Courtesy of The Book Club
Dean Chalkley has shot everyone. Not with a gun, obviously, although that would be quite an interesting story in itself. As one of the most respected photographers in Britain, Dean Chalkley has snapped a platter of well known faces from Scarlett Johansson to Simon Cowell.
In his new exhibition, The New Faces, which is currently exhibiting at The Book Club, Dean Chalkley returns the exploring mod culture. Having been at the forefront of the Mod explosion in 2006, when The Horrors burst onto the scene from Southend, I sit down with Dean Chalkley to discuss life, death and what makes a good photographer…
I know you started out with Dazed and Confused, but prior to that, how did you get involved with photography?
It depends how far you want to go back really! When I was a kid my dad had a big old Russian Zenith, which was a bit like a tank. Really solid. I don’t think he knew how to use it properly, and I certainly didn’t. But we played around with, experimenting with all kinds of filters; so I got into it from that context. As I got older I got much more into it. At school I was really into clothes and wanted to be a fashion designer, so photography took a backseat as I thought I was going to be the next Savile Row tailor to the stars! Then I got in car racing funnily enough. Only minis, but I raced at Brands Hatch and places like that. But before I did the racing, I went to Brands Hatch and ended up taking pictures of the cars. After that I decided I wanted to find out more about photography, so I did some evening classes at a local college, which was a bit of an odd experience. They’d get a model in, and you’d have to queue up to take a photo of her, a bit odd really. Then I decided to give up on motor racing and get into photography full time.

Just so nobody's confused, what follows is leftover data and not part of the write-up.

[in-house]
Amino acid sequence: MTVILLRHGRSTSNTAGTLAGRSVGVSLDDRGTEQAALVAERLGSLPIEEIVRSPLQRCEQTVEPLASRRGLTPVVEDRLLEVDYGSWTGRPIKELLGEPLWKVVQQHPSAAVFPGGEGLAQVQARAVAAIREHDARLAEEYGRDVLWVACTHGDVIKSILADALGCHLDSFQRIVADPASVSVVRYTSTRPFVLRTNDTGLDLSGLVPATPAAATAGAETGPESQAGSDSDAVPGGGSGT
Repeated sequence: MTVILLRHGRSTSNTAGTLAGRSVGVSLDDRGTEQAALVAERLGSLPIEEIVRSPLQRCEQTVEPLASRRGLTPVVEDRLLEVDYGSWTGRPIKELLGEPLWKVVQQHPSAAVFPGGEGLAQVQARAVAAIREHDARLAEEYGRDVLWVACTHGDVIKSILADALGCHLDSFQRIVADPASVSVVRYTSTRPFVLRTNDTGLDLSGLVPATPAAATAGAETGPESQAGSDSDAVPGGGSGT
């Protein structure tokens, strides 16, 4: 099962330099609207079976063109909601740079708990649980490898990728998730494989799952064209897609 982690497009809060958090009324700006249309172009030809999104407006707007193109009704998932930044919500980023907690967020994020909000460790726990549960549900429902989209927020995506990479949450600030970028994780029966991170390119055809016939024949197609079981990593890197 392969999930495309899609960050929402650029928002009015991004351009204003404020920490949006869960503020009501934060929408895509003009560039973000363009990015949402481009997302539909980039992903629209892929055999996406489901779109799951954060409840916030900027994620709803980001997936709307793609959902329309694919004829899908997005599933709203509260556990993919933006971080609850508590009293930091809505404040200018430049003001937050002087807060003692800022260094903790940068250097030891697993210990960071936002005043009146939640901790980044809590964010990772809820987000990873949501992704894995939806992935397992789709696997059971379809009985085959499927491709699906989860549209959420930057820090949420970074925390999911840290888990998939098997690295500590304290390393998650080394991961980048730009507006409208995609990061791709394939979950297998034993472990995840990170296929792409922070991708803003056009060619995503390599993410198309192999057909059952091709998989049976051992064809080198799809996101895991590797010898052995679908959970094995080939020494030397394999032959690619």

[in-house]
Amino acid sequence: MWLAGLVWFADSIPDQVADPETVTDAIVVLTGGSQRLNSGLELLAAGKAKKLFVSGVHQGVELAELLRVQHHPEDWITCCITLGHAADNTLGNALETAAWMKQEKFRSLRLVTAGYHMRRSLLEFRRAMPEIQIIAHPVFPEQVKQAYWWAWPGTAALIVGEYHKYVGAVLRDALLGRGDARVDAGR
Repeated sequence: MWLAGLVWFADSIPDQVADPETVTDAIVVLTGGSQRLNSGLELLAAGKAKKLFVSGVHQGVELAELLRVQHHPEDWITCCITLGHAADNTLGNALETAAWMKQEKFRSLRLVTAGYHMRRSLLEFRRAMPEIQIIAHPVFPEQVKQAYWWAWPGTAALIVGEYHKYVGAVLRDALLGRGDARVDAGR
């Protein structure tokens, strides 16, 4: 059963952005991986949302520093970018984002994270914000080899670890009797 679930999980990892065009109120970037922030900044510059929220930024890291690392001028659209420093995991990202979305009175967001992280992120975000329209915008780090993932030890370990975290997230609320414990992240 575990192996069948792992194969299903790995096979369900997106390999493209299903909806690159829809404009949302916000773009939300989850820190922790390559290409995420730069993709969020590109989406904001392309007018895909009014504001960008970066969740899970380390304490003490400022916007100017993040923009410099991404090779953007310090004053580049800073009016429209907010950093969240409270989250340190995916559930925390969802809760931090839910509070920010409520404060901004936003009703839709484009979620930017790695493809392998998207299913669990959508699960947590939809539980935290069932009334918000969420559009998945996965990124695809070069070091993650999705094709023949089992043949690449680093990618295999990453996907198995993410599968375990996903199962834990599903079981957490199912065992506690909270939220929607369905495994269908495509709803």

It’s interesting that you wanted to be a fashion designer when you were younger as a lot of your photographs, like the ones currently on display at The Book Club have a very strong fashion aesthetic.
When I was in school, I was a real strict mod character. Probably quite annoying, but I didn’t care! I grew up in Southend on Sea, and at that time there was a real strong hold on youth culture, it was very tribal. I was a mod and I loved the music, the clothes, the scooters, I was immersed in it. Conversely you got characters such as the skinheads, who were doing the same thing but they hated you. These were the times where if you wore a pink shirt and walked down South End High Street, you’d definitely get your head kicked in. No question of a doubt. Today it’s a lot more liberal. Back then it was very divided. You had a passion and a pride for your tribe.
You returned to the Southend Scene later when you did a lot of photographs for Junk Club and The Horrors, who embraced that Mod Culture.